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New Approach May Lead to Inhalable Vaccines

New Approach May Lead to Inhalable Vaccines

New Approach May Lead to Inhalable Vaccines

New Approach May Lead to Inhalable Vaccines

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Researchers at North Carolina State University and the University of North Carolina at Chapel Hill have uncovered a novel approach to creating inhalable vaccines using nanoparticles that shows promise for targeting lung-specific diseases, such as influenza, pneumonia and tuberculosis.

The work, led by Cathy Fromen and Gregory Robbins, members of the DeSimone and Ting labs, reveals that a particle’s surface charge plays a key role in eliciting immune responses in the lung. Using the Particle Replication in Nonwetting Templates (PRINT) technology invented in the DeSimone lab, Fromen and Robbins were able to specifically modify the surface charge of protein-loaded particles while avoiding disruption of other particle features, demonstrating PRINT’s unique ability to modify particle attributes independently from one another.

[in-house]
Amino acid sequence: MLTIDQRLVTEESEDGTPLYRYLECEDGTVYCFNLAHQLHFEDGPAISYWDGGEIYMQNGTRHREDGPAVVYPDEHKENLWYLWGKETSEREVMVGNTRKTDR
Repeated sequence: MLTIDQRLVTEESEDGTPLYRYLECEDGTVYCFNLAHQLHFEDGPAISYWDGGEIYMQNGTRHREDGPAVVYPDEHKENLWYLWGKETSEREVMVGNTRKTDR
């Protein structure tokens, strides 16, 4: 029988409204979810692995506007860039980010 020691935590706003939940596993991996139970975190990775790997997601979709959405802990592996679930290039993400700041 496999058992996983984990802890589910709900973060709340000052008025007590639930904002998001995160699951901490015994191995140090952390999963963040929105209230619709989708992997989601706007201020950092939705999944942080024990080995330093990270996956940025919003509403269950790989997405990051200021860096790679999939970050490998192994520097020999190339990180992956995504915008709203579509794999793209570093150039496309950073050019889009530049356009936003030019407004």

When delivered through the lung, particles with a positive surface charge were shown to induce antibody responses both locally in the lung and systemically in the body. In contrast, negatively charged particles of the same composition led to weaker, and in some cases undetectable, immune responses, suggesting that particle charge is an important consideration for pulmonary vaccination.

A paper describing the work, “Controlled analysis of nanoparticle charge on mucosal and systemic antibody responses following pulmonary immunization,” was published in the Proceedings of the National Academy of Sciences Dec. 29.

The findings also have broad public health implications for improving the accessibility of vaccines. An inhalable vaccine may eliminate the need for refrigeration, which can not only improve shelf life, but also enable distribution of vaccines to low-resource areas, including many developing countries where there is significant need for better access to vaccines.

Joseph DeSimone is William R. Kenan, Jr. Distinguished Professor of Chemical Engineering at NC State and of Chemistry at UNC, as well as Chancellor’s Eminent Professor of Chemistry at UNC. Jenny Ting is William Rand Kenan Professor of Microbiology and Immunology in UNC’s School of Medicine; she also directs UNC’s Center for Translational Immunology, co-directs the UNC Inflammatory Diseases Institute and is the immunology program leader at the Lineberger Comprehensive Cancer Center.

This work is supported by the National Institute of Allergy and Infectious Diseases-funded Center for Translational Research as well as the Defense Threat Reduction Agency.